Top American civil rights activists are opposing an abrupt move away from natural gas, putting them at odds with environmentalists and progressive Democrats who want to ban fracking.
In recent interviews, Revs. Al Sharpton and Jesse Jackson and National Urban League President Marc Morial said energy costs are hitting people of color unfairly hard. These concerns, expressed before the coronavirus pandemic, are poised to expand as paychecks shrink across America.
We are eager for the day when single-family homes, apartment buildings and Housing Authority developments in New York can keep the people inside their four walls warm in the bone-chilling dead of winter using all-renewable energy sources. Which is why we support efforts by the government and the private sector to accelerate the development of solar power, wind and technologies unknown.
But we don’t know whether that day will arrive in 10 years, or 20, or 30, which is why it makes basic sense to build out a pipeline to deliver natural gas from its sources in Pennsylvania to its consumers in the five boroughs of New York City.
A pipeline crossing New York Harbor could bring financial relief to the city’s 334 NYCHA complexes, according to a top tenant leader.
Daniel Barber, head of the Citywide Council of Presidents of NYCHA tenants’ associations, announced on Wednesday that he’s officially getting behind the controversial Northeast Supply Enhancement natural gas project.
It was a cold Christmas for NYCHA tenants in East Harlem.
A heat and hot water outage Tuesday at the Jefferson Houses, between 1st and 3rd Aves. and E. 112th and E. 115th Sts. forced residents to stay warm by donning sweaters and clustering around their cooking stoves.
The living conditions of the 100 or so residents of the Eagle Avenue apartments are emblematic of sweeping neglect by NYCHA.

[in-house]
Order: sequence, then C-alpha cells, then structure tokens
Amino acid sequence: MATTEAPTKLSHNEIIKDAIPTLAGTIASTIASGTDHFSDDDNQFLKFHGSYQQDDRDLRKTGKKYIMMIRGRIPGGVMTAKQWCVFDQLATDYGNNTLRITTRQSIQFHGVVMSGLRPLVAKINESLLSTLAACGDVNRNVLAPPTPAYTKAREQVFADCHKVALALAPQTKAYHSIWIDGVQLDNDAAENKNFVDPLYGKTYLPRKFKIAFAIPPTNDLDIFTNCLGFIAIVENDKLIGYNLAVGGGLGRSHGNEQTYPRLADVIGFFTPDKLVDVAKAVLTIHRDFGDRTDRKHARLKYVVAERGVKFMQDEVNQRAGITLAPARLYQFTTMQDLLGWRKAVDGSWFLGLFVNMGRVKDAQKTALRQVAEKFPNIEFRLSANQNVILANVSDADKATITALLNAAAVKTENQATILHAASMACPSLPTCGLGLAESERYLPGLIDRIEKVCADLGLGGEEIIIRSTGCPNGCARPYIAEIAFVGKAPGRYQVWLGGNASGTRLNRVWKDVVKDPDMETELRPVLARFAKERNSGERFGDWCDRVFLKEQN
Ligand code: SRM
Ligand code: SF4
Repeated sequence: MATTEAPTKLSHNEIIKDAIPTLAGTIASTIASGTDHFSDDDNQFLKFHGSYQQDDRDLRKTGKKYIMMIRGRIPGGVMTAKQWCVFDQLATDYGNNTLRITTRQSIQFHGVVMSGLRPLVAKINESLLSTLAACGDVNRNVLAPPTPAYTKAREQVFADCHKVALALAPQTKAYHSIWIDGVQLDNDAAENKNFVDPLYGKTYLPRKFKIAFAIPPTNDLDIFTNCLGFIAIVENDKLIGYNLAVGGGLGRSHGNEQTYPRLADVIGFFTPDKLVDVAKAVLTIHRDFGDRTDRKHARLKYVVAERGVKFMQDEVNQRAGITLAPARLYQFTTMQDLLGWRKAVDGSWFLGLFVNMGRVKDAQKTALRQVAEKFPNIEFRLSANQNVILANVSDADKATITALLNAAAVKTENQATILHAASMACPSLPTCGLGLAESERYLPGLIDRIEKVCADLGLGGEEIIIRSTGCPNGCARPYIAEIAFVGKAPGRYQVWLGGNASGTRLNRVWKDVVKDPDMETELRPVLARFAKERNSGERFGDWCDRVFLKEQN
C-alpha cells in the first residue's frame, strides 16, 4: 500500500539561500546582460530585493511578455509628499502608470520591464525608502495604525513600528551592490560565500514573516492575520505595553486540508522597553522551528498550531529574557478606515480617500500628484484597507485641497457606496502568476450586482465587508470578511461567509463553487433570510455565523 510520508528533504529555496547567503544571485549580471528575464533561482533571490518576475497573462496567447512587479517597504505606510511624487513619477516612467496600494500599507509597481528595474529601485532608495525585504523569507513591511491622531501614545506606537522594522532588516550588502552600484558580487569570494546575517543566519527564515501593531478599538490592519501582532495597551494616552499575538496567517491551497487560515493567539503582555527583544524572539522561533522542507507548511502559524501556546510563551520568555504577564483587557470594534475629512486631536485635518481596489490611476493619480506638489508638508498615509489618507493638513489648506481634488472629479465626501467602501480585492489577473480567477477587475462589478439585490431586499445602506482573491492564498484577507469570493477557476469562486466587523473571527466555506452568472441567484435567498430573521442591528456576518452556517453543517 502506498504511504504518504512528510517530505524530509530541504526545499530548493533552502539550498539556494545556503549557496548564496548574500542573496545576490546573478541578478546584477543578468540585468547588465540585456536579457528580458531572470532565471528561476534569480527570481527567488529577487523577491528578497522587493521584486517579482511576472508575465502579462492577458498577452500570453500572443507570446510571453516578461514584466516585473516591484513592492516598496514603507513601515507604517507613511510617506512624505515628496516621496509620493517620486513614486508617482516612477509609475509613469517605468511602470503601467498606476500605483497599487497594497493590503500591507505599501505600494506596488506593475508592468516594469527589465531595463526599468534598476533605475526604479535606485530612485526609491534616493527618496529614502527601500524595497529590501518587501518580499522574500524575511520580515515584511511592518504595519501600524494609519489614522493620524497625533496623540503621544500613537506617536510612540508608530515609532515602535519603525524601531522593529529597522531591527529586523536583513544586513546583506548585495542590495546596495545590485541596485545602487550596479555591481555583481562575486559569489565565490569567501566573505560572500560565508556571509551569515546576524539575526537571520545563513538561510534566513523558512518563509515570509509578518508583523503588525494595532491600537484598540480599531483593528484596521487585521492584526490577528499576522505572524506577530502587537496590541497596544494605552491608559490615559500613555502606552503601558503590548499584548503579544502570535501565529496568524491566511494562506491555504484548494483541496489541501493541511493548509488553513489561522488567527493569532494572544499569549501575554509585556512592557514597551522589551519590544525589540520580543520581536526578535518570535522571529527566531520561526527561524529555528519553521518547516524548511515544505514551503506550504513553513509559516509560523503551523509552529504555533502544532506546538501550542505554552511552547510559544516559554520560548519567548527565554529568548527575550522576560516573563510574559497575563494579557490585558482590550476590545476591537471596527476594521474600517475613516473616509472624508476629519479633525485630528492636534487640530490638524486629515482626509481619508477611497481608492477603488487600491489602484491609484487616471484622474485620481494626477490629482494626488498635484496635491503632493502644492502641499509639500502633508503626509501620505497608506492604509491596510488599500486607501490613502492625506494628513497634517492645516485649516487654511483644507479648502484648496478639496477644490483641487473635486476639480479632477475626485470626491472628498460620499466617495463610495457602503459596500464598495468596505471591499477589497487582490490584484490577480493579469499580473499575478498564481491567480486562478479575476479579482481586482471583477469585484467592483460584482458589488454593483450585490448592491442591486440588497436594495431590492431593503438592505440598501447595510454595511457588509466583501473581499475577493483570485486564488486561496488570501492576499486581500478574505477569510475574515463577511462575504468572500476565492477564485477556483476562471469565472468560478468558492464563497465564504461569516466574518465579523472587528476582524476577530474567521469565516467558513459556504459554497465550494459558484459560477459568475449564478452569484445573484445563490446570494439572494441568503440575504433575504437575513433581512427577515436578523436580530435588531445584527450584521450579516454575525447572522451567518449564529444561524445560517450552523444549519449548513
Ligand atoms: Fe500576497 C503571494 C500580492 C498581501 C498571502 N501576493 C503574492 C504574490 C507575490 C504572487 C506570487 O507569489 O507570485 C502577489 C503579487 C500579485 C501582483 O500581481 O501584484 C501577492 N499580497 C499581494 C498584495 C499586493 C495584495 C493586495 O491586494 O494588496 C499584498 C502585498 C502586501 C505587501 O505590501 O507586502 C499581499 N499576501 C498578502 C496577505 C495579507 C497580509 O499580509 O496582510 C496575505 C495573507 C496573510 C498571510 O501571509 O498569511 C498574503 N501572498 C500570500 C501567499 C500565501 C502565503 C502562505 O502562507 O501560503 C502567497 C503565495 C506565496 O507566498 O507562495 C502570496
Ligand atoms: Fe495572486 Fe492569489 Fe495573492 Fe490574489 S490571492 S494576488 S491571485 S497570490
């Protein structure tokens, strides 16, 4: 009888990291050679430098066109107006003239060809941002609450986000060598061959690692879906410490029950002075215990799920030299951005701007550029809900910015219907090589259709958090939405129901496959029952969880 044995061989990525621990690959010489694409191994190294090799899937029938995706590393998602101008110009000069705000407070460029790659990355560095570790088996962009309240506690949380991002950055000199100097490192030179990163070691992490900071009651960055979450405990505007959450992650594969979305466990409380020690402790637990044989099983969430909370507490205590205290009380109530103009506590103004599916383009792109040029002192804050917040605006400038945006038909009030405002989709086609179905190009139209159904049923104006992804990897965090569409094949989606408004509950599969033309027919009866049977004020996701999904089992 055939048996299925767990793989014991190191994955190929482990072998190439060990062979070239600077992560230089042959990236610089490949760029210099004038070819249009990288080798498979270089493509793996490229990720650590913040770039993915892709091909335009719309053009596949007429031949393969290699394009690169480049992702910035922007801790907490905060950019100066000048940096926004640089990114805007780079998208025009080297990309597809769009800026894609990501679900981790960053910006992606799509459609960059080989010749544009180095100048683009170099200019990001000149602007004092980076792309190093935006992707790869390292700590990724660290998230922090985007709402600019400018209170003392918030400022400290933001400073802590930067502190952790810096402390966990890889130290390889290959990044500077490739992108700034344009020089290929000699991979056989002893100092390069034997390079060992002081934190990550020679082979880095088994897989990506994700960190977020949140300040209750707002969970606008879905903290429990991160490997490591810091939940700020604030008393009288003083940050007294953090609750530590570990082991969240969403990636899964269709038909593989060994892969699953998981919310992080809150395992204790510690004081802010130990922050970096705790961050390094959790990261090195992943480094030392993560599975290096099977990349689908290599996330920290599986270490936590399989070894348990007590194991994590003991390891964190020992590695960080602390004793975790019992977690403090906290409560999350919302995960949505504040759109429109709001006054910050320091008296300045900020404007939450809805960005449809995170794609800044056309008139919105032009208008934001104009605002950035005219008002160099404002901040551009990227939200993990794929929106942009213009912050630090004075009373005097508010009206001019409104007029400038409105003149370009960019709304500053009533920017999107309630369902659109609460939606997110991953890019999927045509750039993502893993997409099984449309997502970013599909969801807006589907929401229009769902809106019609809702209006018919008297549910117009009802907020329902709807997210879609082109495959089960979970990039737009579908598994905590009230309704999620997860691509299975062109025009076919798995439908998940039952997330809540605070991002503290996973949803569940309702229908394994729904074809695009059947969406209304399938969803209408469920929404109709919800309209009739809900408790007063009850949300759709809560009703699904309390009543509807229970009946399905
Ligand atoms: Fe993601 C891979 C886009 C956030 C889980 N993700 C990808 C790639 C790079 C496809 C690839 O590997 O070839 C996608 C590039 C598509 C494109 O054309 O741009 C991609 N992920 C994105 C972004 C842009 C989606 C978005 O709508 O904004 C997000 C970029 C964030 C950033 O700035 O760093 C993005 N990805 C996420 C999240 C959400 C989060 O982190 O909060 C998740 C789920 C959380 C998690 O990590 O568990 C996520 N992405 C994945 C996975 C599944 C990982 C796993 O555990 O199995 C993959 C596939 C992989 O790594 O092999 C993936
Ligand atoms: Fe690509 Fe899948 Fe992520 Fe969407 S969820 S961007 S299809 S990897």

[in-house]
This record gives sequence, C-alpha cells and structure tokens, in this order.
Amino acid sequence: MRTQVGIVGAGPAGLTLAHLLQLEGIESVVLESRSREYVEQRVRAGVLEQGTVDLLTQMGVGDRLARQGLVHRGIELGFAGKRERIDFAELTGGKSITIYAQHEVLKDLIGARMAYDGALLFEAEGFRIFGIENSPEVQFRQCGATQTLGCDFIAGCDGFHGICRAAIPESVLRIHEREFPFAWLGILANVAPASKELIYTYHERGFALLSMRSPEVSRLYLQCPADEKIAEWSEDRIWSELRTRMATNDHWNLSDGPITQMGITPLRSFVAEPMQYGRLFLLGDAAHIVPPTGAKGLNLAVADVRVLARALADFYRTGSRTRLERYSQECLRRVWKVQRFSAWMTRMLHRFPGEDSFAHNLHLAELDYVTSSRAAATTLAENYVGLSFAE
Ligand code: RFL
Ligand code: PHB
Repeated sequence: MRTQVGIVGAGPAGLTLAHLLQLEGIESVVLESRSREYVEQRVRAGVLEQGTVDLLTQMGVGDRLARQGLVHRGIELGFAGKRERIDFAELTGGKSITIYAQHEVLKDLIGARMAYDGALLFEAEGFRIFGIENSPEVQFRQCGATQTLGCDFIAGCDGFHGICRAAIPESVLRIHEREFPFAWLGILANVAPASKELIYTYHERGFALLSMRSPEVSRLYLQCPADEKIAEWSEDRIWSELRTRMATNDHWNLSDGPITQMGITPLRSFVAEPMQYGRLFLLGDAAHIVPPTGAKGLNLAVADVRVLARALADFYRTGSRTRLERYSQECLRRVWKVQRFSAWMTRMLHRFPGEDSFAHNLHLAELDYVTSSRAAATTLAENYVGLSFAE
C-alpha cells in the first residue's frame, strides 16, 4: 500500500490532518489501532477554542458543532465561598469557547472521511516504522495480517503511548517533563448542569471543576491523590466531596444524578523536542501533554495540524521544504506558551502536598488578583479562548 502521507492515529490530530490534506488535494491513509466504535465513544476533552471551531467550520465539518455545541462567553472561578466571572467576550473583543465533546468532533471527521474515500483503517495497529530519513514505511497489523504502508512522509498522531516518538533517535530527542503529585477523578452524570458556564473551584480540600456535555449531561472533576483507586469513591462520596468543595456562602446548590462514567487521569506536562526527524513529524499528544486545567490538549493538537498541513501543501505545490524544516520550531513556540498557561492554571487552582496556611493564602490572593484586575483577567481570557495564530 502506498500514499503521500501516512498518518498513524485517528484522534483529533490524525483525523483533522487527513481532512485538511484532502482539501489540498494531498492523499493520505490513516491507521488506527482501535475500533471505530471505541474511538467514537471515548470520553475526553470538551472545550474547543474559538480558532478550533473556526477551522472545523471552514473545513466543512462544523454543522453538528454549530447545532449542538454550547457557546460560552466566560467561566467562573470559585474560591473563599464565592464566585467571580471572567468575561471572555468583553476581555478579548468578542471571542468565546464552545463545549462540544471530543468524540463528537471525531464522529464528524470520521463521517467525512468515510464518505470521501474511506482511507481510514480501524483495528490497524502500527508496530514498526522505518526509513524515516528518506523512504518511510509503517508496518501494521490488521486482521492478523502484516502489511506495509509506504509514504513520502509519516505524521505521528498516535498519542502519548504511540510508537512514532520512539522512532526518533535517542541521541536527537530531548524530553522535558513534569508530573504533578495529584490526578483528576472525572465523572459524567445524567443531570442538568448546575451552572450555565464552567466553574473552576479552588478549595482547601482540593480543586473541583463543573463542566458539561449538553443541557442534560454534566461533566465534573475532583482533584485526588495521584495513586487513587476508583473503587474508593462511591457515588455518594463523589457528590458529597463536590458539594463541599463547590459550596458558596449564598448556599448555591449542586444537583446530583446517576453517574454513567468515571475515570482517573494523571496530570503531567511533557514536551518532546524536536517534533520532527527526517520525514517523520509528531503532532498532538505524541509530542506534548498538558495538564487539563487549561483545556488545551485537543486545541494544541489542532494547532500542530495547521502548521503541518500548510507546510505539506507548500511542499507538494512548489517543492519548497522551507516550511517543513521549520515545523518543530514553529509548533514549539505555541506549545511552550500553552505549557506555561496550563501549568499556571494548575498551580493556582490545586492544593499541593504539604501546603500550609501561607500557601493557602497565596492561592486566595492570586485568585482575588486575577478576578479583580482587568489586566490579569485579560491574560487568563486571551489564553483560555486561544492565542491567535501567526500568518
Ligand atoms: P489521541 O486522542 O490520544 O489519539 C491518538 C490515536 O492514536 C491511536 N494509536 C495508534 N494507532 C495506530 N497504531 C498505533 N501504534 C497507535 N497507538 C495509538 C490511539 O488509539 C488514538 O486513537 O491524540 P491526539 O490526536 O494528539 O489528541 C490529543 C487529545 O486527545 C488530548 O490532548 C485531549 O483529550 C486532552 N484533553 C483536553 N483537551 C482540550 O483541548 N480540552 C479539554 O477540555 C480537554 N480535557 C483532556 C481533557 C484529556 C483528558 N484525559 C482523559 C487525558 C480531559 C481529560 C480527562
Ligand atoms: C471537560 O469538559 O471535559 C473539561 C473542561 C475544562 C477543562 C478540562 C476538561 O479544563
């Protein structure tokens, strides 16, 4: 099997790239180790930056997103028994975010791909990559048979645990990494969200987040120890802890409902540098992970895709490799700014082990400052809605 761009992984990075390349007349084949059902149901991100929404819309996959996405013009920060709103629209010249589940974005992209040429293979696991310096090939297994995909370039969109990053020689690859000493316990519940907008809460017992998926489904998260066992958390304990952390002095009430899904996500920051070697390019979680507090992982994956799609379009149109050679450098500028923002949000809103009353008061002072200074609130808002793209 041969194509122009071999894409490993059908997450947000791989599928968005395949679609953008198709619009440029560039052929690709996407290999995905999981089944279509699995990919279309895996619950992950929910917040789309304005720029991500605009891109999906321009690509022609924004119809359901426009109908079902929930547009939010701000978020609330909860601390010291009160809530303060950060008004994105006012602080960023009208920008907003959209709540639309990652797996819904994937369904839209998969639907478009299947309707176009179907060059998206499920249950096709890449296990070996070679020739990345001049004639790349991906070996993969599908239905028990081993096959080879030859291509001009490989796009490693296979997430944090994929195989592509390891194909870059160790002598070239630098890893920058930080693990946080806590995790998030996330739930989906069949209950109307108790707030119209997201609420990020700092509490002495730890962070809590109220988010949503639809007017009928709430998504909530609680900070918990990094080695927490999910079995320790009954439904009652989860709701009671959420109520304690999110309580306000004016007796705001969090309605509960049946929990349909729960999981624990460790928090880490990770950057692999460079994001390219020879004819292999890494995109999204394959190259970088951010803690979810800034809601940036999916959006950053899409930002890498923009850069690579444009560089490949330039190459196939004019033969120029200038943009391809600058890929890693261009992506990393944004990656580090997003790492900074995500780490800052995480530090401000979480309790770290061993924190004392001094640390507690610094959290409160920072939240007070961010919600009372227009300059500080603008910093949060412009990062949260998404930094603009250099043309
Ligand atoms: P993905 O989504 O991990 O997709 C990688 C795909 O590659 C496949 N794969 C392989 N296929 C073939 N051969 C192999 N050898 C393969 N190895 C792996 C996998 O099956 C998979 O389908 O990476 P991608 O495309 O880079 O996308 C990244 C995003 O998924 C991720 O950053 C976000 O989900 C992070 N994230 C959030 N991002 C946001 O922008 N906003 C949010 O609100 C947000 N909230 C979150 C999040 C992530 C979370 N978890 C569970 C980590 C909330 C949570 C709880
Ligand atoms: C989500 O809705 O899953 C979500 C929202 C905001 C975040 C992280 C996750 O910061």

Top Bosses Invited To Spend Night In NYCHA Buildings To Experience Pain After 70K Impacted By Outages
NEW YORK -- Joey Koch, the Senior Vice President for operations support services of NYCHA, said thousands of residents have already experienced heat and hot water outages in just the first few weeks of this years heating season at a NYCHA board meeting Wednesday night.
Another cold snap, same old NYCHA.
Amid a chilly mid-October and with November on its way, residents at a Brooklyn public-housing development went without heat this weekend, getting what they hope won’t be a sneak preview of another winter under NYCHA.
NYCHA owes rent refunds to residents who suffered through 'historic cold' without heat, hot water: suit
City Housing Authority tenants who went without heat or hot water last winter deserve rent refunds for all the days they spent shivering in their apartments, the Legal Aid Society charged in a lawsuit Thursday.
Gov. Andrew Cuomo said Saturday that he will fight to make sure the state provides an extra $250 million directly to the New York City Housing Authority (NYCHA), in addition to previously-promised funds.
Gov. Cuomo said Saturday that he would push to free up $250 million in state funds to fix the deplorable conditions at the city’s public housing complexes.